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IL: Prosecutor dodges ethics bullet by losing three-way race

By   /   January 14, 2013  /   No Comments

By Benjamin Yount | Illinois Watchdog

SPRINGFIELD — Lorinda Lamken did not commit an ethical violation because she lost to a non-incumbent in the race for Christian County State’s Attorney, her bosses at the Illinois State’s Attorneys Appellate Prosecutors office say.

INCUMBENT LOST, IN THE CLEAR: Lamken did not violate rules because incumbent prosecutor lost in primary

In a report issued Jan. 1o, the Illinois Auditor General said Lamken was close to crossing an ethical line, and called out Lamken’s office for violating their own policy by failing to require that she take a leave of absence while campaigning for the office last year.

Lamken filed to run for the top local prosecutor’s spot in Christian County in December 2011. Lamken should have told her bosses she was running for office, and then stepped aside, according to the employee handbook at the State’s Attorney Appellate Prosecutors Office.

The employee manual says: “When an employee of the Agency either seeks the office of State’s Attorney or actively manages or supports a political campaign of another for that office, the employee

shall request a leave of absence for the duration of the campaign in order to avoid a conflict

of interest or appearance of same.”

Lamken continues to work at the State’s Attorney Appellate Prosecutors office.

Jim Dahlquist, senior manager with the Auditor General’s office, makes it clear that Lamken is not being accused of campaigning on state time.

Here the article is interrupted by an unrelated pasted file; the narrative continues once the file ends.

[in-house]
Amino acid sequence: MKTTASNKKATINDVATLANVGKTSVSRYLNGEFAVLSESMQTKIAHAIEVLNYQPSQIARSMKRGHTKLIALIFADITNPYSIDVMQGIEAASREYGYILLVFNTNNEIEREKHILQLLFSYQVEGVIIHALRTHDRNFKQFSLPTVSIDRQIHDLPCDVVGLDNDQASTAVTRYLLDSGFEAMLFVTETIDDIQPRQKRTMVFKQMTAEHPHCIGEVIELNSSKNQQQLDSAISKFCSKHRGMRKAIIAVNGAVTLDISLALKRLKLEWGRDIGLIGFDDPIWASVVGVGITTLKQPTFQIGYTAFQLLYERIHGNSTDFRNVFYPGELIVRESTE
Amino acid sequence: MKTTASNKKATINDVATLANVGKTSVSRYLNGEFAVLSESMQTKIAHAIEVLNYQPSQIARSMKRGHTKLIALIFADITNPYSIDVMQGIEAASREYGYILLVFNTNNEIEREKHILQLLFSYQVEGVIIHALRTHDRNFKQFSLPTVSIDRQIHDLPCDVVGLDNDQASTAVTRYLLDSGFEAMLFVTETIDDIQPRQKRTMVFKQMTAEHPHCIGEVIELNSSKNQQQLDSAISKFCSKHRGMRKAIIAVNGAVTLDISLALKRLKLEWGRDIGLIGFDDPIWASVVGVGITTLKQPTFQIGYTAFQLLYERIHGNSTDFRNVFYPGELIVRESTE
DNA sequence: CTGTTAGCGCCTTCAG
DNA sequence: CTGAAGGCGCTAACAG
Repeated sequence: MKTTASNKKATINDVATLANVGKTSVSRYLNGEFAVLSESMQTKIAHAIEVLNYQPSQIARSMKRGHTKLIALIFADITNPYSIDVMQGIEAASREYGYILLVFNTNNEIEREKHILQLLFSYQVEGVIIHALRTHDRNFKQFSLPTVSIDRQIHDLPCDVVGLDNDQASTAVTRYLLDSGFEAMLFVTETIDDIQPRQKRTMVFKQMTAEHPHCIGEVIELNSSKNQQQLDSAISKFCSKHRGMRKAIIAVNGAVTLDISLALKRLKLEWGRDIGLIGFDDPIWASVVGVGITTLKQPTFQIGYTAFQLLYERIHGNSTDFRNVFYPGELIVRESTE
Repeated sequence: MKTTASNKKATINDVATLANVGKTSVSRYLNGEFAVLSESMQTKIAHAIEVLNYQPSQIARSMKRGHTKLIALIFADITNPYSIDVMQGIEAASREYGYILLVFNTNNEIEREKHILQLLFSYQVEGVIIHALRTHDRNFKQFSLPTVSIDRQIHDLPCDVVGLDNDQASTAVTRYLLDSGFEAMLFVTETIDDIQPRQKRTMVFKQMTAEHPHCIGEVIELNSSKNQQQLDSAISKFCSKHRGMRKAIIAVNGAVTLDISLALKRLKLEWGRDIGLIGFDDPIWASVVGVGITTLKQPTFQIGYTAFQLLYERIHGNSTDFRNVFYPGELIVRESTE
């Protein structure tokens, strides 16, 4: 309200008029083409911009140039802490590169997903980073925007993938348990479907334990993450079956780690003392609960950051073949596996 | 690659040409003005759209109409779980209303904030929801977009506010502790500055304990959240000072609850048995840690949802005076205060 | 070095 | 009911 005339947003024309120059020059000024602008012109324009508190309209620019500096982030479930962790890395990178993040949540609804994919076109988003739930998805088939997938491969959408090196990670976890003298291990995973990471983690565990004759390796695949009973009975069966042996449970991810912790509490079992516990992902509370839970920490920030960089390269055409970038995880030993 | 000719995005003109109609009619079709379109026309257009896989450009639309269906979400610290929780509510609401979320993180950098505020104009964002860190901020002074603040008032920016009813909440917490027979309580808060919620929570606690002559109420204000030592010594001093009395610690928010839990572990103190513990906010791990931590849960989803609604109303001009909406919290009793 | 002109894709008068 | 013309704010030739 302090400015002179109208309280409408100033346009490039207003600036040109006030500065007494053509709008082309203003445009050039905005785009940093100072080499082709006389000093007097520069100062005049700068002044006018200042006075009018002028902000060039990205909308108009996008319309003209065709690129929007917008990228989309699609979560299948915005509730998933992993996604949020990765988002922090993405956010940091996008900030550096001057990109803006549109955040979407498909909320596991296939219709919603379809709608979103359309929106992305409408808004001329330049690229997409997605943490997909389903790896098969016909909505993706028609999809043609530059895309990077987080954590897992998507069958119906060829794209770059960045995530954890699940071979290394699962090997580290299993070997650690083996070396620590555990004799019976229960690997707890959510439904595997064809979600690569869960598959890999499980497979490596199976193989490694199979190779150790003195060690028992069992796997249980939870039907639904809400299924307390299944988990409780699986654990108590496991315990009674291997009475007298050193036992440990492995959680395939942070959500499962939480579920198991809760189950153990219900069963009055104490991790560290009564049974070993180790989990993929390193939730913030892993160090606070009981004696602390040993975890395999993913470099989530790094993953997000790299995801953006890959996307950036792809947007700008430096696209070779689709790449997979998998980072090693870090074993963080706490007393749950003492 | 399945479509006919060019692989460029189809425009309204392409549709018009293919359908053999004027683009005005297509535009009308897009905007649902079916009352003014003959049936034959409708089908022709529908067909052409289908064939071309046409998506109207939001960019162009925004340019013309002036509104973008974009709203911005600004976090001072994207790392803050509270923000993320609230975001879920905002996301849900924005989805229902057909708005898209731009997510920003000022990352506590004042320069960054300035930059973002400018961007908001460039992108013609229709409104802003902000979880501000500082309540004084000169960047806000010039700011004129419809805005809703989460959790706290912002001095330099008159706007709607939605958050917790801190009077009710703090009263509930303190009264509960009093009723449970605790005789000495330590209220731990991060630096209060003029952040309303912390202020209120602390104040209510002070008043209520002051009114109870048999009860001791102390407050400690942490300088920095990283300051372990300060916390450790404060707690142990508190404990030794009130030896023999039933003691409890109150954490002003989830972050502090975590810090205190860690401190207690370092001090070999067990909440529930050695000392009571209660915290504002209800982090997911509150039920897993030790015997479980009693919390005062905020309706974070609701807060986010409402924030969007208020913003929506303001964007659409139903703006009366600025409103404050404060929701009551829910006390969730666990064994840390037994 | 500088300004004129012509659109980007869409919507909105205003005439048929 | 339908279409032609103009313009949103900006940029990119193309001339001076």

“It is important to note that our (investigation) did not show any instances of state time or state property was used (to campaign),” Dahlquist said “Our focus was directed only toward compliance with internal procedures and the agency’s own manual.”

Dahlquist says Lamken is not accused of violating local, state, or federal campaign laws, only the internal policy of the Appellate Prosecutors office.

HANDBOOK ONLY: Jones is quick to say auditors found only policy questions, no broken laws.

Matt Jones, associate director for the Appellate Prosecutors office, says it’s an argument over semantics.

Jones said lawyers at the Appellate Prosecutor’s office — and they’re almost all lawyers — interpreted the employee handbook to mean a conflict of interest exists only when an employee runs against an incumbent state’s‘ attorney.

“A state’s attorney is, by law, the Appellate Prosecutor client,” Jones said. “And it would be an ethical violation to run against a client.”

But then-incumbent Christian County State’s Attorney Tom Finks lost to Democrat Mike Havera in the March primary. Lamken than ran against Havera in the November general election.

Jones said even the four months when all three candidates were in the race, Lamken was in the clear.

“Because the incumbent had a primary opponent, it was never a certainty that she would be facing (Finks),” Jones said.

Jones is quick to say that the State’s Attorney Appellate Prosecutors Office has since clarified its handbook.

The new handbook says the Appellate Prosecutors office director will make a judgment call anytime an employee runs for office or in involved in a campaign.

Contact Benjamin Yount at [email protected].


Ben formerly served as staff reporter for Watchdog.org.